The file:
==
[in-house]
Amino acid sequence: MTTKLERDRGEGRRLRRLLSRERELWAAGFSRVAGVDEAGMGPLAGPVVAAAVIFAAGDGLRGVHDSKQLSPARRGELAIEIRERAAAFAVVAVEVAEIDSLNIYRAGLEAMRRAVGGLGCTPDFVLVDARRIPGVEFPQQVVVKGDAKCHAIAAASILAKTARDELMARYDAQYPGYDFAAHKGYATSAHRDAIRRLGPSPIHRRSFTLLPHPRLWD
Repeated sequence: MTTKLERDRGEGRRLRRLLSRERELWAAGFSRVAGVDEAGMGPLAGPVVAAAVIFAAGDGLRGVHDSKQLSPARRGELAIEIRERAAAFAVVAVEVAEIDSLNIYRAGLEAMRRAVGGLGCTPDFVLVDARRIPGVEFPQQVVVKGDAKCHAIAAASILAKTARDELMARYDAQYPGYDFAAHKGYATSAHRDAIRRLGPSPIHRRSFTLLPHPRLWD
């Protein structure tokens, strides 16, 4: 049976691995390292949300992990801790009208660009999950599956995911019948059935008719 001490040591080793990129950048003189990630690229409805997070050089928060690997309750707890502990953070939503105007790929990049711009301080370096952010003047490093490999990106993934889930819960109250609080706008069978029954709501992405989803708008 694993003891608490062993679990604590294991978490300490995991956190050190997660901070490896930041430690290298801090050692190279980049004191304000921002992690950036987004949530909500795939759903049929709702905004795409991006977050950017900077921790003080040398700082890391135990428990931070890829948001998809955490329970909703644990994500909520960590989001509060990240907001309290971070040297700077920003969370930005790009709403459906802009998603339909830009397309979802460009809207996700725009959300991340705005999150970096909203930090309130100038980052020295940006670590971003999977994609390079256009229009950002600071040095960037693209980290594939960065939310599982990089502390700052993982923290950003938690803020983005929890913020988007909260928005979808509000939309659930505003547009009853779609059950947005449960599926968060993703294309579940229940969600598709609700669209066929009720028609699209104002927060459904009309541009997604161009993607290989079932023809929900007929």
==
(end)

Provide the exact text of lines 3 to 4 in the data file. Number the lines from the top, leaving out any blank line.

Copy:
Repeated sequence: MTTKLERDRGEGRRLRRLLSRERELWAAGFSRVAGVDEAGMGPLAGPVVAAAVIFAAGDGLRGVHDSKQLSPARRGELAIEIRERAAAFAVVAVEVAEIDSLNIYRAGLEAMRRAVGGLGCTPDFVLVDARRIPGVEFPQQVVVKGDAKCHAIAAASILAKTARDELMARYDAQYPGYDFAAHKGYATSAHRDAIRRLGPSPIHRRSFTLLPHPRLWD
């Protein structure tokens, strides 16, 4: 049976691995390292949300992990801790009208660009999950599956995911019948059935008719 001490040591080793990129950048003189990630690229409805997070050089928060690997309750707890502990953070939503105007790929990049711009301080370096952010003047490093490999990106993934889930819960109250609080706008069978029954709501992405989803708008 694993003891608490062993679990604590294991978490300490995991956190050190997660901070490896930041430690290298801090050692190279980049004191304000921002992690950036987004949530909500795939759903049929709702905004795409991006977050950017900077921790003080040398700082890391135990428990931070890829948001998809955490329970909703644990994500909520960590989001509060990240907001309290971070040297700077920003969370930005790009709403459906802009998603339909830009397309979802460009809207996700725009959300991340705005999150970096909203930090309130100038980052020295940006670590971003999977994609390079256009229009950002600071040095960037693209980290594939960065939310599982990089502390700052993982923290950003938690803020983005929890913020988007909260928005979808509000939309659930505003547009009853779609059950947005449960599926968060993703294309579940229940969600598709609700669209066929009720028609699209104002927060459904009309541009997604161009993607290989079932023809929900007929």